Both Labour and the Green party have lost support.

It’s possible that hard-line left voters have gone to Internet Mana and soft centre voters have been put-off by the thought of a Labour Green, New Zealand First, Internet Mana Party and have moved right.

This is good news for National and those who want the party to continue leading a government that is working well for New Zealand.

However, it’s not good enough.

The party was polling at similar levels before the last election and slipped.

One reason for that was low voter turn-out.

Labour thinks most of those who didn’t vote were their supporters but there was a disappointing number of National voters who didn’t vote for a variety of reasons, including thinking that the polls were so good they didn’t need to.

There is a danger that could happen again which is why all National candidates and their teams are working hard to maximise the party vote which is the one that counts for forming a government.


Paying price for prevarication

July 21, 2014

Last night’s 3 News-Reid Research poll gave Labour more bad news:

PARTY VOTE:

National: 49.4 percent (down 0.3 percent)
Labour: 26.7 percent (down 0.6 percent)
Green: 12.4 percent (down 0.3 percent)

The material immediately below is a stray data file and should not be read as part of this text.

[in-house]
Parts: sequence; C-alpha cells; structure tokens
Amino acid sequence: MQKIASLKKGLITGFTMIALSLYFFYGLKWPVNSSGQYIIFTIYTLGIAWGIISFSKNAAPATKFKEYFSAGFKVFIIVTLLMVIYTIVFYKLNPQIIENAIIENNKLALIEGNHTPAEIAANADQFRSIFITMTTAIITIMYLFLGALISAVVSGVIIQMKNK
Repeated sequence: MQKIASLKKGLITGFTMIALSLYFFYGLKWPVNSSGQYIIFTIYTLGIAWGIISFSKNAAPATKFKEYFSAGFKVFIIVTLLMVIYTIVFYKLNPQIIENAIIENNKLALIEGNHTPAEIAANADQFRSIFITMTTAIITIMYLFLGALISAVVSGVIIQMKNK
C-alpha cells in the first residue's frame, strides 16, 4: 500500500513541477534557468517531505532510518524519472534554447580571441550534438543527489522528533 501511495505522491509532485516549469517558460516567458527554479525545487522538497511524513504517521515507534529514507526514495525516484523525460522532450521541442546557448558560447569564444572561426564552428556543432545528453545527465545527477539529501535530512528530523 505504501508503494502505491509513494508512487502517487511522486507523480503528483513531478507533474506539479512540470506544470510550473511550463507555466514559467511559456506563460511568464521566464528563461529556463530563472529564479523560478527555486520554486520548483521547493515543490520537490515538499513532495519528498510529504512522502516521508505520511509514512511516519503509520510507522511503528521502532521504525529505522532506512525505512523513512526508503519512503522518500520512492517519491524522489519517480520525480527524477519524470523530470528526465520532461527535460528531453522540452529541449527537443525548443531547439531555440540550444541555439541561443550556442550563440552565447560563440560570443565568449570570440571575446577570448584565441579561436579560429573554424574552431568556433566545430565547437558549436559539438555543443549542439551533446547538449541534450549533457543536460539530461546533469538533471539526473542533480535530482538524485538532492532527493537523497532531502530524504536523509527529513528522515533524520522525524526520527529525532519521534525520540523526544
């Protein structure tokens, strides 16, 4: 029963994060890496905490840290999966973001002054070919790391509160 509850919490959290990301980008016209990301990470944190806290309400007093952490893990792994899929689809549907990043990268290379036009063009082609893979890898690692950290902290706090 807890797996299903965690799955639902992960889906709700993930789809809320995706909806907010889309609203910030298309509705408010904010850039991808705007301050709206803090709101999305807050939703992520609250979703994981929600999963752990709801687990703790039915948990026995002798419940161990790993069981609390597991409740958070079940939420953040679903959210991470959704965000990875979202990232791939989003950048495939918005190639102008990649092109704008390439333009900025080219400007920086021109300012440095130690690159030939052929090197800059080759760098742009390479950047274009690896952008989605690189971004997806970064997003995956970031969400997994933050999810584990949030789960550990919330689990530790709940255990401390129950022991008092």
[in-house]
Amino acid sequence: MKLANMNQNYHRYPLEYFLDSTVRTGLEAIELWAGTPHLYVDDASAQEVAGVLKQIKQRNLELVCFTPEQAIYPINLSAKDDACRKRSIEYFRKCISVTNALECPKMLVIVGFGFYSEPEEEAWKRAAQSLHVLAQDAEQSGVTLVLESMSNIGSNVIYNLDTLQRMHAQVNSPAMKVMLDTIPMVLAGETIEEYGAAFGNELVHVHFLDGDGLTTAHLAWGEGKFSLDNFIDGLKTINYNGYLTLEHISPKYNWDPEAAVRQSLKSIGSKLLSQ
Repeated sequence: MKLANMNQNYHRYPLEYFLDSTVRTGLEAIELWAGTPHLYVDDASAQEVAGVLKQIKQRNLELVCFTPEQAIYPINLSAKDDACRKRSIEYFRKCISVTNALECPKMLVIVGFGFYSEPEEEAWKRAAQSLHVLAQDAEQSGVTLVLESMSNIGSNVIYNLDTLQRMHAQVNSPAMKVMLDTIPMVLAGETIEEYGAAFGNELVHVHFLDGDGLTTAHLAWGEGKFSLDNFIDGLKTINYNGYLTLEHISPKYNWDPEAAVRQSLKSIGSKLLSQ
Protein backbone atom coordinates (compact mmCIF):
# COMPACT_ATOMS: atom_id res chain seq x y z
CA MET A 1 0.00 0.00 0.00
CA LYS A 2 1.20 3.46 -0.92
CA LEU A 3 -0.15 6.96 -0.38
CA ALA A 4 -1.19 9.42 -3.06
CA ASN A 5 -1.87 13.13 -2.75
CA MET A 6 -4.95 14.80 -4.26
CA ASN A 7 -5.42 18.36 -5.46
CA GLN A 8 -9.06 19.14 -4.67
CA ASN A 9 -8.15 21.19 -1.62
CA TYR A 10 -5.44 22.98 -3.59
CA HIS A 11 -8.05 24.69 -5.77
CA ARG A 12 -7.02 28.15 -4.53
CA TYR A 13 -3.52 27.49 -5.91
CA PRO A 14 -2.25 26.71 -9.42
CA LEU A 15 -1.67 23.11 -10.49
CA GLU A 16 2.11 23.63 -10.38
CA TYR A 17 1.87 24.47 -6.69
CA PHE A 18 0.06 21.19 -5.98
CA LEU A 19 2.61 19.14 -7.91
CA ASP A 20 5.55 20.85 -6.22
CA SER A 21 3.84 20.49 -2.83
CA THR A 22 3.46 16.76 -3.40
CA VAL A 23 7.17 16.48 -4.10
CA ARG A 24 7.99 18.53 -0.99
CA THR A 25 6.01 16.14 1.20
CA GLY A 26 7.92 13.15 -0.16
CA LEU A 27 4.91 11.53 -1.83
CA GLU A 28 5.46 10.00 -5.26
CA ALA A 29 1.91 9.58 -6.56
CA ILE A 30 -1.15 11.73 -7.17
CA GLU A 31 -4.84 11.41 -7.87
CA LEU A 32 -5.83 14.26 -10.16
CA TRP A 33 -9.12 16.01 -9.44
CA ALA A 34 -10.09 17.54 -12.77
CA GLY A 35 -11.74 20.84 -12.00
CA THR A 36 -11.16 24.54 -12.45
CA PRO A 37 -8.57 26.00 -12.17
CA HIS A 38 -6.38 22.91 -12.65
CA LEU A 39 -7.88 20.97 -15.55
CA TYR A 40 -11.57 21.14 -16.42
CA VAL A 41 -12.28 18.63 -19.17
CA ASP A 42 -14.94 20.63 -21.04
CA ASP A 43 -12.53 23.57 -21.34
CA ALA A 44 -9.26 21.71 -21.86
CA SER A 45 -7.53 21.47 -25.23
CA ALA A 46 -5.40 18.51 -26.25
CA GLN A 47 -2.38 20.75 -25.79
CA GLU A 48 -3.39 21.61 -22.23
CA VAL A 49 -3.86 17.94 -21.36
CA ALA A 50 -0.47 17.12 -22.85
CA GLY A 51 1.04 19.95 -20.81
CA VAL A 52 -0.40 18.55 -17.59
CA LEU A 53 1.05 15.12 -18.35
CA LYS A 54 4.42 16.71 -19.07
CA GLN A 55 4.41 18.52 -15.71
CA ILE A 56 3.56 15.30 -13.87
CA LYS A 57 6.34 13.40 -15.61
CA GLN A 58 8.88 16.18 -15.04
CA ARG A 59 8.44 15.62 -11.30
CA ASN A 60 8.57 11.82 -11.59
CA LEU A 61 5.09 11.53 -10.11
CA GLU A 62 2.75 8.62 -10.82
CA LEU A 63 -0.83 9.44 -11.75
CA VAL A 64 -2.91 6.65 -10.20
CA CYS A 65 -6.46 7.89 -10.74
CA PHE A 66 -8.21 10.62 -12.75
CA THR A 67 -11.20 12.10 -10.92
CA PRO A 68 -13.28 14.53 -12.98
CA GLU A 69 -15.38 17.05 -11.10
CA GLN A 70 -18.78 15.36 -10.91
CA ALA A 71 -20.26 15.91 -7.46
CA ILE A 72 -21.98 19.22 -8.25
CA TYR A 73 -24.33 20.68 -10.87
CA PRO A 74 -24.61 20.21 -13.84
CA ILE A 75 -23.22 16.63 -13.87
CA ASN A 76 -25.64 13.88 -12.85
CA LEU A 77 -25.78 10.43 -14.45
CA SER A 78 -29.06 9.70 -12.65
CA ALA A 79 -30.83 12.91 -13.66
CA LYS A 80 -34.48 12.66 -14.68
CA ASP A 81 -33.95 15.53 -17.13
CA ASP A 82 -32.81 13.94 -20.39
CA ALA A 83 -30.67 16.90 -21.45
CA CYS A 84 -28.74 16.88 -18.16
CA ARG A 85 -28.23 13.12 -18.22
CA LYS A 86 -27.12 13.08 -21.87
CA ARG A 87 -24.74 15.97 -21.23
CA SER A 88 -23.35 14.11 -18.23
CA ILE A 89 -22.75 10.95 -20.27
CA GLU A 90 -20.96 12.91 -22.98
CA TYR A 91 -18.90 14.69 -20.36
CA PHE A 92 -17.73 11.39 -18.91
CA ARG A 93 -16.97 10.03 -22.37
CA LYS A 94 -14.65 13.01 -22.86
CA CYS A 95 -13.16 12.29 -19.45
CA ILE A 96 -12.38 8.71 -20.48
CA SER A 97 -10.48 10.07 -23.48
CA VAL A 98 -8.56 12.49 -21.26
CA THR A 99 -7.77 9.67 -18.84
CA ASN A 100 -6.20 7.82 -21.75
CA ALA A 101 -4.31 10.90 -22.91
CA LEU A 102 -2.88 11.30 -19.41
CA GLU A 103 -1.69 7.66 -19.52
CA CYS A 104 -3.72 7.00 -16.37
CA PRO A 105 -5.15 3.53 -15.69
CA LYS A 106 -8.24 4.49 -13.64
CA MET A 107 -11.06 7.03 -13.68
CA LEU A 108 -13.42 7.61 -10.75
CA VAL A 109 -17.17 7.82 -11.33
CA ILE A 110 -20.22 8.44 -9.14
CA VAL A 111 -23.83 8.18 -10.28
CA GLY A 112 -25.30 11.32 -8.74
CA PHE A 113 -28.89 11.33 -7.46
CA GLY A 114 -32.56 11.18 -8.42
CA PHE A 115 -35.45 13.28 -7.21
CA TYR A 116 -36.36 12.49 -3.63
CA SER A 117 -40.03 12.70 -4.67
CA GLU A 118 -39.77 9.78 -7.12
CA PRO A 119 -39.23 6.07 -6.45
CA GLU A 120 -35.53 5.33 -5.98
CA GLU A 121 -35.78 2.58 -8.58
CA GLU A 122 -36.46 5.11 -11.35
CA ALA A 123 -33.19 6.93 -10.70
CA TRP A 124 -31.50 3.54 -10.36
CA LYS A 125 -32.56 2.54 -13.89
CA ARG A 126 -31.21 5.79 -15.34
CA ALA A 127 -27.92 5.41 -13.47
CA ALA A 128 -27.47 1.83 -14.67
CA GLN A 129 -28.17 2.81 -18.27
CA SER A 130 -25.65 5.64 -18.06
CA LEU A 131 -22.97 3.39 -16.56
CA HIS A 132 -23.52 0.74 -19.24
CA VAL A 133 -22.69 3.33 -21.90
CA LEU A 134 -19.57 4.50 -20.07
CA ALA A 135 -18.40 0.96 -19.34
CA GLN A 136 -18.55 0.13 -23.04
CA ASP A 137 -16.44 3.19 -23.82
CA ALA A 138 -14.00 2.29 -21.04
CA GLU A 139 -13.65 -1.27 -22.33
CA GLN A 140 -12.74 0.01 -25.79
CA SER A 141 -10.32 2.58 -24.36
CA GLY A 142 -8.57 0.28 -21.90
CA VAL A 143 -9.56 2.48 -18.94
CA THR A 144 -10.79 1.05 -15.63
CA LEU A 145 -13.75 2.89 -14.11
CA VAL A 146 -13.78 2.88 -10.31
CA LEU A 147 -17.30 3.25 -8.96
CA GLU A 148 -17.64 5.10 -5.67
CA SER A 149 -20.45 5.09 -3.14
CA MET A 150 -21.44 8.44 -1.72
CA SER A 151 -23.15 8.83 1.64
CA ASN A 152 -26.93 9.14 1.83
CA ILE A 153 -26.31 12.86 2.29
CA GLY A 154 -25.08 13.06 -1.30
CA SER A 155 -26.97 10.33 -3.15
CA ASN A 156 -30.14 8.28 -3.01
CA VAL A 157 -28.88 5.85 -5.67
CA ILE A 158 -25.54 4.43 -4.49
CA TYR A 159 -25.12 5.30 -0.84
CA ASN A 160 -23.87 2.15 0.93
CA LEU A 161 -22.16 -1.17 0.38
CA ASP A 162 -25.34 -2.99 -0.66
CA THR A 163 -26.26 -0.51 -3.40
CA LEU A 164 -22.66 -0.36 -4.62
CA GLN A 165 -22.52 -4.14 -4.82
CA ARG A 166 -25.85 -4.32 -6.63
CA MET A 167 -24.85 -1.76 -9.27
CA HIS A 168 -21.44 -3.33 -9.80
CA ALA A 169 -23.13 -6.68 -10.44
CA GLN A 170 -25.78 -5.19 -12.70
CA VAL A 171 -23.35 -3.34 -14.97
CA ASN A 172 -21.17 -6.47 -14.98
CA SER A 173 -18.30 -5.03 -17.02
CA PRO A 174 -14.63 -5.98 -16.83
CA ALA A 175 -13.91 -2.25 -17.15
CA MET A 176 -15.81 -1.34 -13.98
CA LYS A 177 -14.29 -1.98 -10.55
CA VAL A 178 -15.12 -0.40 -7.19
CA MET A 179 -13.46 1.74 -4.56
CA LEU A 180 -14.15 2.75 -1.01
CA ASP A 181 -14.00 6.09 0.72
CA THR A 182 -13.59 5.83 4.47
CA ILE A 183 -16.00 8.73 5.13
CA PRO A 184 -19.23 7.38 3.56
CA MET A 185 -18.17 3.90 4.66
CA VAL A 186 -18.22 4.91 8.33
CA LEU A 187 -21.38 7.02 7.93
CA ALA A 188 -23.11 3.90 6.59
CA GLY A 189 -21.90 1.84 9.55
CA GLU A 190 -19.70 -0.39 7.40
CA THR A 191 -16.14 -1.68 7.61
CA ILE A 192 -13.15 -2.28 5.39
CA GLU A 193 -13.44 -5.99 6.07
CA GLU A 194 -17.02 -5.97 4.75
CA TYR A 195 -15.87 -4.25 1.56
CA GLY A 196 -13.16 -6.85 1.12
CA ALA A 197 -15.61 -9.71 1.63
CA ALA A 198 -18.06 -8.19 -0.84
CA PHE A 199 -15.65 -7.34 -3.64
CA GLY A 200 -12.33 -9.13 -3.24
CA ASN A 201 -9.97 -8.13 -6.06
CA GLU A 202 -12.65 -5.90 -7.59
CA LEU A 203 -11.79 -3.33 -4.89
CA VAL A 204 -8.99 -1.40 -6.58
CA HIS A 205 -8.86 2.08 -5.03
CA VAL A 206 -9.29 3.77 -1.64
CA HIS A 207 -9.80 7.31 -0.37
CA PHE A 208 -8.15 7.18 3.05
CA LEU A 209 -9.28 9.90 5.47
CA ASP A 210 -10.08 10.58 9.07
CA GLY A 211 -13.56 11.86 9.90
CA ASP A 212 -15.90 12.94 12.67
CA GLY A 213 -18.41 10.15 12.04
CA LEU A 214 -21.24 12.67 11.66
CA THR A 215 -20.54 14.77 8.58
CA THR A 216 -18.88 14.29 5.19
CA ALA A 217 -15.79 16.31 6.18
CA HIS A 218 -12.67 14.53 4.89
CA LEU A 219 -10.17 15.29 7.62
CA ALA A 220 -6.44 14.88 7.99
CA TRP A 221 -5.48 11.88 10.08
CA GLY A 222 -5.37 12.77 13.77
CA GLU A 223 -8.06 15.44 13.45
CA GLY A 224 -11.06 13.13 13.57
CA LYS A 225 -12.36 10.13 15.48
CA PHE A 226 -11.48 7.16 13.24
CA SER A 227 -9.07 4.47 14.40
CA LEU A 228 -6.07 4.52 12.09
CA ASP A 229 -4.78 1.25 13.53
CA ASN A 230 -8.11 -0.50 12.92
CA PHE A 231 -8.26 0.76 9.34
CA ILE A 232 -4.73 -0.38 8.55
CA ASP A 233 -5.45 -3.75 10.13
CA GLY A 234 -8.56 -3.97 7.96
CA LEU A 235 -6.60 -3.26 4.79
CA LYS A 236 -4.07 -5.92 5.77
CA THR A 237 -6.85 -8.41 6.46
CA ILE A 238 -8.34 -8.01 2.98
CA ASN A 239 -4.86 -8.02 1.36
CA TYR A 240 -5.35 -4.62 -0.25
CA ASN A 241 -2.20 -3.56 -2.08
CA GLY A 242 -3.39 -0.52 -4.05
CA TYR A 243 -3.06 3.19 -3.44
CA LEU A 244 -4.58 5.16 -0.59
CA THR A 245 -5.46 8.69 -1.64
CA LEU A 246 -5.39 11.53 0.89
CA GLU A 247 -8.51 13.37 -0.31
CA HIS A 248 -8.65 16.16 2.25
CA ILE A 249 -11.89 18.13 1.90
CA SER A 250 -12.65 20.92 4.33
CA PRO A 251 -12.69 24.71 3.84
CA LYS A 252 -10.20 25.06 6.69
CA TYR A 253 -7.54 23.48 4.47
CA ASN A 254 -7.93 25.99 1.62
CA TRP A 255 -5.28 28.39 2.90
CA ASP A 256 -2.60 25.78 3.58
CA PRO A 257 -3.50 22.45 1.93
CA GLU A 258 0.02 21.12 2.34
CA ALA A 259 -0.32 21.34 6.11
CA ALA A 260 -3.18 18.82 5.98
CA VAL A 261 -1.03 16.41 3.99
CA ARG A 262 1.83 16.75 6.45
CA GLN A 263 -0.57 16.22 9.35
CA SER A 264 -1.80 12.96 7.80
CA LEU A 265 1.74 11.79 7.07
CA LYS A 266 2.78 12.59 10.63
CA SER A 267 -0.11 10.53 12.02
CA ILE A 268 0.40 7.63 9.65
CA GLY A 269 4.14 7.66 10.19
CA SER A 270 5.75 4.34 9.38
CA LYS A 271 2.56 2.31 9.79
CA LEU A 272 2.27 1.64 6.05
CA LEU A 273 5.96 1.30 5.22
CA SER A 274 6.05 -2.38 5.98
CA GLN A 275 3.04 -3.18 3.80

NZ First: 4.3 percent  (up 0.7 percent)
Conservative: 2.7 percent (down 0.1 percent)
Internet Mana: 2.3 percent (up 0.5 percent)
Maori: 1.1 percent (down 0.4 percent)
United Future: 0.2 percent (up 0.2 percent)
ACT: 0.1 percent (down 0.3 percent)

The reason’s for Labour’s poor showing are many, but one of those is Cunliffe’s prevarication over whether or not he’d do a post-election deal with the Internet-mana Party:

SHOULD LABOUR WORK WITH INTERNET MANA IN FORMING A GOVERNMENT:

NO: 59 percent
YES: 29 percent
Don’t know: 12 percent

Labour voters:
NO: 47 percent
YES: 40 percent
Don’t know: 13 percent

Cunliffe’s following the Winston Peters’ line on this – he’ll play the cards the voters deal.

But by doing this both men are leaving voters without information they need to cast their votes with confidence.